There are just too few vehicles that can be used to pass any of the measures, and too little trust between key negotiators to find find common ground. One of the last best hopes — the transportation bill — included an amendment that addressed some of these concerns. Ultimately, the amendment went nowhere, and the renewable industry was left looking months down the road to when something could get resolved.
The question now is will it be too late. For 1603 to be brought back to life, it would require a major shift in thinking, especially in the House. The PTC has a better shot, but international players in the wind industry are already indicating that they’ll get out of the market if the credit tied to energy produced expires. Will they wait around until the end of the year to see if it can be revived? It’s increasingly looking like the answer may be no.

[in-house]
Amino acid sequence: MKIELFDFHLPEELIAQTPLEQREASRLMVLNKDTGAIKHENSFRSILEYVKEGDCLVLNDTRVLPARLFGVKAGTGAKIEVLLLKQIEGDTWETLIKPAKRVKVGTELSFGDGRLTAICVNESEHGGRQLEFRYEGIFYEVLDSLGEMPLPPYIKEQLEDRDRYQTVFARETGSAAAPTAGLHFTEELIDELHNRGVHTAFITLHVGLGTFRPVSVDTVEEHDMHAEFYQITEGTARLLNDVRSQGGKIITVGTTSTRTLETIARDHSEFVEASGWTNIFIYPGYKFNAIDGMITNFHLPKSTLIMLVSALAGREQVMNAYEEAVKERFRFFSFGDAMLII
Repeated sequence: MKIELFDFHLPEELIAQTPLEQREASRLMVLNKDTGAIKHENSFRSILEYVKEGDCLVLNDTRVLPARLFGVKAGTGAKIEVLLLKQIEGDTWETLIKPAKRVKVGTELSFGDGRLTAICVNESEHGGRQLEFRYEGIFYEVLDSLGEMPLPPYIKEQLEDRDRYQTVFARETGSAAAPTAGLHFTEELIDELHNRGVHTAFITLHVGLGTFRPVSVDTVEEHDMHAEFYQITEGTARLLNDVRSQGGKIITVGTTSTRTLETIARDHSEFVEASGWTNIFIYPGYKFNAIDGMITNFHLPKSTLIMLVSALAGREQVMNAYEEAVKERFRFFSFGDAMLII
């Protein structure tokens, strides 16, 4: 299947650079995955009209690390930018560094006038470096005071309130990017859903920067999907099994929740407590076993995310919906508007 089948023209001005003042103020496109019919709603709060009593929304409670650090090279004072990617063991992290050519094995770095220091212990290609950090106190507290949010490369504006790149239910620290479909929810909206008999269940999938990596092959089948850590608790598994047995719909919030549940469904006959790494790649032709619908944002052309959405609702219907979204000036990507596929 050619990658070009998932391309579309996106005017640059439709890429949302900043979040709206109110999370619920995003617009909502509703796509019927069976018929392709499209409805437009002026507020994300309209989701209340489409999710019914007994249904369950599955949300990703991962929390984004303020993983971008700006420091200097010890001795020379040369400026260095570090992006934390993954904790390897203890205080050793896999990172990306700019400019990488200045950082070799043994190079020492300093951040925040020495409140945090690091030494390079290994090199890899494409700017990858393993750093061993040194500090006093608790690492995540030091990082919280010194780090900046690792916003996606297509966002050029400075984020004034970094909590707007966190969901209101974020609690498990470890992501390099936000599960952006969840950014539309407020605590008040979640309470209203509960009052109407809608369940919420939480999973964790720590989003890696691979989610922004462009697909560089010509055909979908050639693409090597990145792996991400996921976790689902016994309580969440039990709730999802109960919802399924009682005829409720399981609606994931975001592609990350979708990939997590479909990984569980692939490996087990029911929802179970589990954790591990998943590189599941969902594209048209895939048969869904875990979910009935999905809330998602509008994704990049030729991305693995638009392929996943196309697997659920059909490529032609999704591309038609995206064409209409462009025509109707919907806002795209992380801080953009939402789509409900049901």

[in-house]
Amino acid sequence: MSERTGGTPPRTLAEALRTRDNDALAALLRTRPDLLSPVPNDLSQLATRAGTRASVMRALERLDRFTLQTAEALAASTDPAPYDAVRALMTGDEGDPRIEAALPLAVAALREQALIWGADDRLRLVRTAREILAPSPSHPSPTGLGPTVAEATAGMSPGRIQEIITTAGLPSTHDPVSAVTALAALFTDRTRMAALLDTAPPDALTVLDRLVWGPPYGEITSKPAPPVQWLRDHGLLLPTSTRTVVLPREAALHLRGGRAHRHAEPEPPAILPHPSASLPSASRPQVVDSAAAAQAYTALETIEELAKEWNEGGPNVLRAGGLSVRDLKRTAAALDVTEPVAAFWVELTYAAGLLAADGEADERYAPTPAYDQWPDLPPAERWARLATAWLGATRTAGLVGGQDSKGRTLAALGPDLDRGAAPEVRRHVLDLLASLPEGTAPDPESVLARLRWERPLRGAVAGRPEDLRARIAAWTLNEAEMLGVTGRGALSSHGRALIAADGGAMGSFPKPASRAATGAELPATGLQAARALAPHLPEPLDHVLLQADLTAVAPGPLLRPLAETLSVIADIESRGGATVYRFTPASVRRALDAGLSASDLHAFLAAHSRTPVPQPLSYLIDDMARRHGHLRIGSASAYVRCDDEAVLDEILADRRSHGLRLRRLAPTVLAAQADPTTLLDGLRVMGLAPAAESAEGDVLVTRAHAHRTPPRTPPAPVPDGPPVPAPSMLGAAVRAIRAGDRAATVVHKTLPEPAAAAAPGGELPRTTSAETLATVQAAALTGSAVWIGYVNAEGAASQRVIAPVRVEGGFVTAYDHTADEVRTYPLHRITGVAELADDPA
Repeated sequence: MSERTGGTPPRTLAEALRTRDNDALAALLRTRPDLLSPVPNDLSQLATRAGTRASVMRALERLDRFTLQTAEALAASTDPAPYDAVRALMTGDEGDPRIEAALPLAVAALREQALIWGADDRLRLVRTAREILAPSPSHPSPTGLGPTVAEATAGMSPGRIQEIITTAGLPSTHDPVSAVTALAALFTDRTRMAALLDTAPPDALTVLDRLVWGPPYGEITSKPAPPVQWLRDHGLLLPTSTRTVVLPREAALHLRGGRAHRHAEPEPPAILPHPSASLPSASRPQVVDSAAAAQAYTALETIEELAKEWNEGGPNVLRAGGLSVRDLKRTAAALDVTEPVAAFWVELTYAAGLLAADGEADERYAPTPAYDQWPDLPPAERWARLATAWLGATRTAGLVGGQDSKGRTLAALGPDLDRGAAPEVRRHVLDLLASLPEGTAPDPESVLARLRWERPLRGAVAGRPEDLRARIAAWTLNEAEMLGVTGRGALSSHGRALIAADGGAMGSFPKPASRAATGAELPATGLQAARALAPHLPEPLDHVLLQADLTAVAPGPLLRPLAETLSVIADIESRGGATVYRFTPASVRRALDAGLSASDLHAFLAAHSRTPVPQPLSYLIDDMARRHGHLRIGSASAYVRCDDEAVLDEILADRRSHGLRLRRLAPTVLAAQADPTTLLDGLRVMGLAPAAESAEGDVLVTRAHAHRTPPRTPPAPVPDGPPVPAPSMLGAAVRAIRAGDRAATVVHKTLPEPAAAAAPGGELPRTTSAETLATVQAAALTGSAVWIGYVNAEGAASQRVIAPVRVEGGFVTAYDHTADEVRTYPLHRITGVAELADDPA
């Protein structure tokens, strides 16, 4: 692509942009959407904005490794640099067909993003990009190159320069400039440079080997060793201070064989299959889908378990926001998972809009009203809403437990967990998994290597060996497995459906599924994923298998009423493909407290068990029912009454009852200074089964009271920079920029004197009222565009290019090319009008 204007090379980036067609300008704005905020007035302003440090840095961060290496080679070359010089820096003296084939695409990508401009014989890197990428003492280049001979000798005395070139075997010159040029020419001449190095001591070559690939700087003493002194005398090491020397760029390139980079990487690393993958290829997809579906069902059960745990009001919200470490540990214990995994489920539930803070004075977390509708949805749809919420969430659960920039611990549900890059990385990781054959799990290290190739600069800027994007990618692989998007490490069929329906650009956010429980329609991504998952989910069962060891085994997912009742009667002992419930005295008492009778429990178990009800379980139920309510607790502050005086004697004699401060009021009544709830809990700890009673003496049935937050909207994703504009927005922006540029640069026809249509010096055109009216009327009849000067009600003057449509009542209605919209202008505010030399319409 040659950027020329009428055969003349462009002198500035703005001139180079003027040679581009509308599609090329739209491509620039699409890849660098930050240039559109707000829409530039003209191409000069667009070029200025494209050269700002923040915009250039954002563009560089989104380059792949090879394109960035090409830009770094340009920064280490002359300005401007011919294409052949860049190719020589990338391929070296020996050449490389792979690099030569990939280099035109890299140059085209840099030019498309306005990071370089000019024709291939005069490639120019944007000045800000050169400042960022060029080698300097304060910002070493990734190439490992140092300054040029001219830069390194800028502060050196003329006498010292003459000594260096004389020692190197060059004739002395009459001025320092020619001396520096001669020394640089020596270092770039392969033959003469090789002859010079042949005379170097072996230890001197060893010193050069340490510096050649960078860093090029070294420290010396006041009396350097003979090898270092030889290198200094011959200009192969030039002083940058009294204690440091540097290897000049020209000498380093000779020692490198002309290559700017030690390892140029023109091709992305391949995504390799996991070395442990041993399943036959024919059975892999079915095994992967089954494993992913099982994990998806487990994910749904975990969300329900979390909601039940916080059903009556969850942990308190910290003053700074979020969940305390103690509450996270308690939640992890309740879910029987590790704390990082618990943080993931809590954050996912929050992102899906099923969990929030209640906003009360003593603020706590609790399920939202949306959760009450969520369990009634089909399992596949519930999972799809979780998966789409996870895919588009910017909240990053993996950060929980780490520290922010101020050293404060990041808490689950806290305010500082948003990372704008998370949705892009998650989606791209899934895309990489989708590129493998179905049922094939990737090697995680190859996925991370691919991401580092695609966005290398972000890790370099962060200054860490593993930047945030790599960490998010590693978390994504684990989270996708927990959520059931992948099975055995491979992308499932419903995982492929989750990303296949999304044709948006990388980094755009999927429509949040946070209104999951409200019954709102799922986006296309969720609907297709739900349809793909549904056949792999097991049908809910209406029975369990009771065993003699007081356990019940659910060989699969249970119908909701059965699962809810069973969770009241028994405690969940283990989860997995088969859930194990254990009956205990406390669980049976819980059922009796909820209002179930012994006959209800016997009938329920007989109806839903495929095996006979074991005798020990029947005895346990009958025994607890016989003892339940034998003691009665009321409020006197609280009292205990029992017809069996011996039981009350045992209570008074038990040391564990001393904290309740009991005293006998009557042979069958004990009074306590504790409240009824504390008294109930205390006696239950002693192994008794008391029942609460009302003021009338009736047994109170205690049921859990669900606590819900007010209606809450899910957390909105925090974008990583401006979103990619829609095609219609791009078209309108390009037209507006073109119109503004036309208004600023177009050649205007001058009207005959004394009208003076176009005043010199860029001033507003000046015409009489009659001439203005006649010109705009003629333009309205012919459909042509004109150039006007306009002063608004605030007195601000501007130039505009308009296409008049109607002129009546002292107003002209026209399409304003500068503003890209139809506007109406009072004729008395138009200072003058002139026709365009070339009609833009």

Some Rays of Hope
Rep. Bobby Rush, D-Ill., is the ranking Democrat on the House Subcommittee on Energy and Power. According to his legislative director, Tim Robinson, there is less acrimony surrounding energy policy inside the chamber than it appears in the daily news accounts.
Robinson says that renewable energy and how it fits into our national economy has support on both sides of the aisle. Even those who are the most strident about limited government don’t necessarily see more renewable energy and less federal support as mutually exclusive. That viewpoint hasn’t necessarily been evident in the high-stakes House hearings on the Solyndra bankruptcy and the Department of Energy loan program.